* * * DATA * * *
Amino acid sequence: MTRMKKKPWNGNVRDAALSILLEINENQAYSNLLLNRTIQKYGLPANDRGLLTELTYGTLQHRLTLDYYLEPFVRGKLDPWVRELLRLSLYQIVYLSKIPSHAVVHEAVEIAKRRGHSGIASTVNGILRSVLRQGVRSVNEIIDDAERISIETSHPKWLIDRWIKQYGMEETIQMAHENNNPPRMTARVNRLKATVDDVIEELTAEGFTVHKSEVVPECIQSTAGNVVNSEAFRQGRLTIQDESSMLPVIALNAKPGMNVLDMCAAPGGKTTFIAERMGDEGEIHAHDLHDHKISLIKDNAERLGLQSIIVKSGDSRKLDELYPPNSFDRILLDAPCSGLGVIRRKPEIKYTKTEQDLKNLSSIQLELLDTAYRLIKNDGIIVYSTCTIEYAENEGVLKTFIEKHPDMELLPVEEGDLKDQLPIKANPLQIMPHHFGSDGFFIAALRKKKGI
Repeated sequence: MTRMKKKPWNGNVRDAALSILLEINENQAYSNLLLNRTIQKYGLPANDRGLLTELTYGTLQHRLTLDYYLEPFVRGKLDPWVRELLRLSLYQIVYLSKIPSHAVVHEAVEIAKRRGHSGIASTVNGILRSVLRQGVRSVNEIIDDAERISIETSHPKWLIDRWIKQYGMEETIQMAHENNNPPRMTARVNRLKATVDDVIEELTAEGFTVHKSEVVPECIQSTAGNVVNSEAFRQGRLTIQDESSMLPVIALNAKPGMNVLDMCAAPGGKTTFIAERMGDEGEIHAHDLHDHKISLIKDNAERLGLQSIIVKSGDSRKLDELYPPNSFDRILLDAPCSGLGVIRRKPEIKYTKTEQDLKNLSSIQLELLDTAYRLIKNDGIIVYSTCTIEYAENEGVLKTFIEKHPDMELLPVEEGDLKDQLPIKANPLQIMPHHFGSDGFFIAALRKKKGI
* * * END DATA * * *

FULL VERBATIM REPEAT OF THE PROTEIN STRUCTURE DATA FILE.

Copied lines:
Amino acid sequence: MTRMKKKPWNGNVRDAALSILLEINENQAYSNLLLNRTIQKYGLPANDRGLLTELTYGTLQHRLTLDYYLEPFVRGKLDPWVRELLRLSLYQIVYLSKIPSHAVVHEAVEIAKRRGHSGIASTVNGILRSVLRQGVRSVNEIIDDAERISIETSHPKWLIDRWIKQYGMEETIQMAHENNNPPRMTARVNRLKATVDDVIEELTAEGFTVHKSEVVPECIQSTAGNVVNSEAFRQGRLTIQDESSMLPVIALNAKPGMNVLDMCAAPGGKTTFIAERMGDEGEIHAHDLHDHKISLIKDNAERLGLQSIIVKSGDSRKLDELYPPNSFDRILLDAPCSGLGVIRRKPEIKYTKTEQDLKNLSSIQLELLDTAYRLIKNDGIIVYSTCTIEYAENEGVLKTFIEKHPDMELLPVEEGDLKDQLPIKANPLQIMPHHFGSDGFFIAALRKKKGI
Repeated sequence: MTRMKKKPWNGNVRDAALSILLEINENQAYSNLLLNRTIQKYGLPANDRGLLTELTYGTLQHRLTLDYYLEPFVRGKLDPWVRELLRLSLYQIVYLSKIPSHAVVHEAVEIAKRRGHSGIASTVNGILRSVLRQGVRSVNEIIDDAERISIETSHPKWLIDRWIKQYGMEETIQMAHENNNPPRMTARVNRLKATVDDVIEELTAEGFTVHKSEVVPECIQSTAGNVVNSEAFRQGRLTIQDESSMLPVIALNAKPGMNVLDMCAAPGGKTTFIAERMGDEGEIHAHDLHDHKISLIKDNAERLGLQSIIVKSGDSRKLDELYPPNSFDRILLDAPCSGLGVIRRKPEIKYTKTEQDLKNLSSIQLELLDTAYRLIKNDGIIVYSTCTIEYAENEGVLKTFIEKHPDMELLPVEEGDLKDQLPIKANPLQIMPHHFGSDGFFIAALRKKKGI